Jabari Parker And The History Of Top Picks Recovering From Injury

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Mar 29, 2015; New Orleans, LA, USA; Minnesota Timberwolves guard Ricky Rubio reacts from the bench during the fourth quarter of a game against the New Orleans Pelicans at the Smoothie King Center. The Pelicans defeated the Timberwolves 110-88. Mandatory Credit: Derick E. Hingle-USA TODAY Sports

Ricky Rubio, PG, Minnesota Timberwolves, 2009 #5 Pick.

One of Spain’s most promising prospects ever, Rubio was curiously drafted by the Timberwolves in the 2009 Draft, but due to contractual issues he did not play a single NBA minute until the 2011 season.

When Rubio finally landed stateside he wasted no time becoming a solid starter for the Timberwolves. His play was so strong that he garnered the praise of being a Rookie of the Year candidate.  That is, until a collision with Kobe Bryant resulted in an ACL tear for the young guard.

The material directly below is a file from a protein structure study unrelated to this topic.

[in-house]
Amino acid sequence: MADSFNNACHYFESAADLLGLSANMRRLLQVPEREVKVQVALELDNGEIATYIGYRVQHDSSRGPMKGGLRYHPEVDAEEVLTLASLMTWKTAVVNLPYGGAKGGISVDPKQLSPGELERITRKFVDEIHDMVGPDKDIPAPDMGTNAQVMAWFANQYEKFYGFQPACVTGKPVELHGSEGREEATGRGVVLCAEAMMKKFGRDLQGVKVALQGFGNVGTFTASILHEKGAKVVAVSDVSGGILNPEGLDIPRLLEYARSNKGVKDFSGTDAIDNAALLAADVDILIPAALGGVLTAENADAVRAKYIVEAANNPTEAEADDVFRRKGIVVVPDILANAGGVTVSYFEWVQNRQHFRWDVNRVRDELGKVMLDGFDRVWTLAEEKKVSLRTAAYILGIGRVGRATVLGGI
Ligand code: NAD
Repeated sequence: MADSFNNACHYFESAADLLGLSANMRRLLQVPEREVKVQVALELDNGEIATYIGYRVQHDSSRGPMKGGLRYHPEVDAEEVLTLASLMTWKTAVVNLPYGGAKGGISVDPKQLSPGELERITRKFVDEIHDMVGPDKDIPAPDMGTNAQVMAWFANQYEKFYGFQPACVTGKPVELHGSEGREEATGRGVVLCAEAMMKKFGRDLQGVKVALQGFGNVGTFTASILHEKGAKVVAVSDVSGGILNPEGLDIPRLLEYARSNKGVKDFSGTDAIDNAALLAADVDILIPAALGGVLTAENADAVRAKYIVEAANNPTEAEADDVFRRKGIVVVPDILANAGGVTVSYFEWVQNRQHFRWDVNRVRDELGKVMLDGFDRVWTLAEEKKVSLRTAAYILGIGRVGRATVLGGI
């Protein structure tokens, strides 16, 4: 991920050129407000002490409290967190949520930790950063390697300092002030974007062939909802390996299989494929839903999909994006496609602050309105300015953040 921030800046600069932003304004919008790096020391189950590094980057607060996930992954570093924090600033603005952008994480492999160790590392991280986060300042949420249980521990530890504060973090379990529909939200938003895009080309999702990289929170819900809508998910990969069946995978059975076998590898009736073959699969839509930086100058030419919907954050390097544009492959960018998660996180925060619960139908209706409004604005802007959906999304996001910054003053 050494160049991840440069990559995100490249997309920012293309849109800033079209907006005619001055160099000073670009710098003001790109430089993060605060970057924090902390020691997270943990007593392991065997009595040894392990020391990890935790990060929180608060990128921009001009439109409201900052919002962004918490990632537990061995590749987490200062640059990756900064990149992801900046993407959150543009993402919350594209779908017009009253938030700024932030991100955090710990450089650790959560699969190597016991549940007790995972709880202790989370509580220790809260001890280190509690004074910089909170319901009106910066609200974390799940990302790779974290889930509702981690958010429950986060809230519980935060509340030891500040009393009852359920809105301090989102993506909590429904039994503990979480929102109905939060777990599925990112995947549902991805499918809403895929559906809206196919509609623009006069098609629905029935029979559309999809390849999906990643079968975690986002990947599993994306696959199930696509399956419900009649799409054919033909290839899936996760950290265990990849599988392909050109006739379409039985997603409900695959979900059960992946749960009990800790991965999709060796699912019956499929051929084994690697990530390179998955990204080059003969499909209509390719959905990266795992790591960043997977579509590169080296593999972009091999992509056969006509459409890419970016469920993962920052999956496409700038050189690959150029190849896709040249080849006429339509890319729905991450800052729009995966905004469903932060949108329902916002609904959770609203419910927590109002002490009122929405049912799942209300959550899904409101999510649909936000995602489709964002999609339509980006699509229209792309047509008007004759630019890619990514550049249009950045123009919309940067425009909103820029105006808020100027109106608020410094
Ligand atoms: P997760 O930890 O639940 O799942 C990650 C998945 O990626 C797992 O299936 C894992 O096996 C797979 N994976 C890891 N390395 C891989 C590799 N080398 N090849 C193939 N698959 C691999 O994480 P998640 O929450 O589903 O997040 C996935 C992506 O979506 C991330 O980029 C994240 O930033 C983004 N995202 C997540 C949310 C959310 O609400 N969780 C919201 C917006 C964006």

A freak injury to be sure.

Regardless, his rookie numbers were impressive (if a touch underwhelming given his hype).

Pre-Injury Stats: 10.6 ppg, 4.2 rpg, 8.2 apg, .357% shooting.

As mentioned, those are not necessarily jaw-dropping numbers, but Rubio was always lauded for his passing and he clearly did that very well in his rookie season.

Rubio was not able to recover from his injury in time for the beginning of the 2012 season, but was back on the court by mid-December.

How did he fare after returning? More of the same.

Post-Injury Stats: 10.7 ppg, 4.0 rpg, 7.3 apg, .360% shooting.

Should Jabari Parker follow in Rubio’s mold the Bucks will have a solid, but not otherworldly player. We expect far more from Parker.

Jabari Outlook: Like trading a Miller Lite for a Bud Lite. No real difference. That’s not a good thing.

Next: Nerlens Noel